The Really Dismal Science

Robert Prather looks at the new issue of The Economist, and worries about the risks of deflation:

Deflation wreaks havoc on asset prices, many of which have been borrowed against. This country hasn’t had a deflationary period since the Great Depression where bank failures and a near collapse of the monetary system caused unemployment to reach 25% and had people sticking money in their mattresses.

The only points I didn’t see Robert cover both work in our favor to mitigate the risks of deflation.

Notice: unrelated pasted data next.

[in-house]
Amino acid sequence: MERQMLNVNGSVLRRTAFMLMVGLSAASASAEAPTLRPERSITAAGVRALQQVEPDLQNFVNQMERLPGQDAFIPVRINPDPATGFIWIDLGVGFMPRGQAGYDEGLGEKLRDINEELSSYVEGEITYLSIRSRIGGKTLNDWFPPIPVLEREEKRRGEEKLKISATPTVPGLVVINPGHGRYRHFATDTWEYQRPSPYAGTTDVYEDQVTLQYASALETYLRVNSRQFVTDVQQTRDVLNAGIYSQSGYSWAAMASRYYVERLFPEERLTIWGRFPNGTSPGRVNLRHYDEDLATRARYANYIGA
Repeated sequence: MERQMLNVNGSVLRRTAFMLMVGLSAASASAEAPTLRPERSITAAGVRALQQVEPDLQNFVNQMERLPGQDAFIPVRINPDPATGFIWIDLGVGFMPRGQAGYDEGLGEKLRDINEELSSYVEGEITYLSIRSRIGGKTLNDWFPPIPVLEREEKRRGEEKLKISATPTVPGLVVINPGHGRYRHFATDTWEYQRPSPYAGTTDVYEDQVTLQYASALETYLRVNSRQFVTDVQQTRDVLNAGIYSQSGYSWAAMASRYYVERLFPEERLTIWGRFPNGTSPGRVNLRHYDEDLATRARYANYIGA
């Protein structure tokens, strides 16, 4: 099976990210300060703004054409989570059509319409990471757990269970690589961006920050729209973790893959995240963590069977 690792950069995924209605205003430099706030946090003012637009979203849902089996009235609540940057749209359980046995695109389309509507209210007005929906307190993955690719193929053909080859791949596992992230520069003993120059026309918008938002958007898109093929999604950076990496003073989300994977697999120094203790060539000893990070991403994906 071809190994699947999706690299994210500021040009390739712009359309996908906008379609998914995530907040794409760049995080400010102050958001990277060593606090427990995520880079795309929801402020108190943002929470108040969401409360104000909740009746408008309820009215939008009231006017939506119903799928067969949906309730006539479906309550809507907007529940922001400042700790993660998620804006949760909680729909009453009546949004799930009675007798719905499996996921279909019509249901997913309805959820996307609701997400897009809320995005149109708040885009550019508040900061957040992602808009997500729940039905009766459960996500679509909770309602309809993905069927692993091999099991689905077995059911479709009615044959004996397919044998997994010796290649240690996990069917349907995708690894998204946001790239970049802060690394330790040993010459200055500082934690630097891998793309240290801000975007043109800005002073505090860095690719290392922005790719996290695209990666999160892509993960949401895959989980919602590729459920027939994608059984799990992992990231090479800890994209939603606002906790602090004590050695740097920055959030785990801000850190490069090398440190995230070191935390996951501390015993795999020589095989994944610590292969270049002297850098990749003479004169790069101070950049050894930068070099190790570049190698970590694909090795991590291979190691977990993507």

First, unlike Japan and Germany, we still have a growing population. Younger people buy more stuff and borrow money more readily. Second, thanks to under-regulated (by EU or Japanese standards) financial markets, asset prices here are allowed to collapse pretty damn quickly. Thus, we are generally able to avoid the political temptation to prop up economic losers.

The real deflationary threat in this country isn’t aggregate demand-side collapse or asset-price failure (at least at first). The real threat lays in Third World nations looking for quick US dollars, and the ability to get them through cheap manufacturing.

Call it “Artificial Productivity Gain Deflation.” I’ve never heard of such a thing, but it seems like a genuine risk. Maybe we can get Megan McArdle to weigh in on this one.